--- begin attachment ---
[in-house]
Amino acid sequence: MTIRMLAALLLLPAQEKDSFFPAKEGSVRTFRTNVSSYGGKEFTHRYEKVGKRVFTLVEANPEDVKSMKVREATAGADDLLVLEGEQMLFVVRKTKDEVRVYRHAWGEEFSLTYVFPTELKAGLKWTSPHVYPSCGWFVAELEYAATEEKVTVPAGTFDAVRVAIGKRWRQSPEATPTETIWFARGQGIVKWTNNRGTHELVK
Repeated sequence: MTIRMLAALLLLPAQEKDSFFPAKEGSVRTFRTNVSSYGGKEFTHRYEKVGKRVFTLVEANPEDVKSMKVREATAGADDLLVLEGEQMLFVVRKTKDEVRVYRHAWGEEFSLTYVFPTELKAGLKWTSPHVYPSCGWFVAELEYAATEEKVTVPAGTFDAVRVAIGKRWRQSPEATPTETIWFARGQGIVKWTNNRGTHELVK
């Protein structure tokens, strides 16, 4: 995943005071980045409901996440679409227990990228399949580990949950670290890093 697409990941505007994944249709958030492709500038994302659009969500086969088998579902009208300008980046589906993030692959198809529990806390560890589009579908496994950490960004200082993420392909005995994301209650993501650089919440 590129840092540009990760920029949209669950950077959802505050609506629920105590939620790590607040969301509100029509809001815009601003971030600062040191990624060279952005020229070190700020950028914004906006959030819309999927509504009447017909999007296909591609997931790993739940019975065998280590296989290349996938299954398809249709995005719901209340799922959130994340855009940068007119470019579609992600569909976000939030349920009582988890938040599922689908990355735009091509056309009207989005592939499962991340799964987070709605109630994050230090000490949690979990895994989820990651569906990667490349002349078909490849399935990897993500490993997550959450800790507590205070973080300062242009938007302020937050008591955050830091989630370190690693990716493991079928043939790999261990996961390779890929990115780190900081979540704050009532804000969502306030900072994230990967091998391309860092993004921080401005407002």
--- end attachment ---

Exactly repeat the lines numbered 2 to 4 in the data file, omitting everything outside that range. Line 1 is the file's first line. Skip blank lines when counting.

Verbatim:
Amino acid sequence: MTIRMLAALLLLPAQEKDSFFPAKEGSVRTFRTNVSSYGGKEFTHRYEKVGKRVFTLVEANPEDVKSMKVREATAGADDLLVLEGEQMLFVVRKTKDEVRVYRHAWGEEFSLTYVFPTELKAGLKWTSPHVYPSCGWFVAELEYAATEEKVTVPAGTFDAVRVAIGKRWRQSPEATPTETIWFARGQGIVKWTNNRGTHELVK
Repeated sequence: MTIRMLAALLLLPAQEKDSFFPAKEGSVRTFRTNVSSYGGKEFTHRYEKVGKRVFTLVEANPEDVKSMKVREATAGADDLLVLEGEQMLFVVRKTKDEVRVYRHAWGEEFSLTYVFPTELKAGLKWTSPHVYPSCGWFVAELEYAATEEKVTVPAGTFDAVRVAIGKRWRQSPEATPTETIWFARGQGIVKWTNNRGTHELVK
């Protein structure tokens, strides 16, 4: 995943005071980045409901996440679409227990990228399949580990949950670290890093 697409990941505007994944249709958030492709500038994302659009969500086969088998579902009208300008980046589906993030692959198809529990806390560890589009579908496994950490960004200082993420392909005995994301209650993501650089919440 590129840092540009990760920029949209669950950077959802505050609506629920105590939620790590607040969301509100029509809001815009601003971030600062040191990624060279952005020229070190700020950028914004906006959030819309999927509504009447017909999007296909591609997931790993739940019975065998280590296989290349996938299954398809249709995005719901209340799922959130994340855009940068007119470019579609992600569909976000939030349920009582988890938040599922689908990355735009091509056309009207989005592939499962991340799964987070709605109630994050230090000490949690979990895994989820990651569906990667490349002349078909490849399935990897993500490993997550959450800790507590205070973080300062242009938007302020937050008591955050830091989630370190690693990716493991079928043939790999261990996961390779890929990115780190900081979540704050009532804000969502306030900072994230990967091998391309860092993004921080401005407002």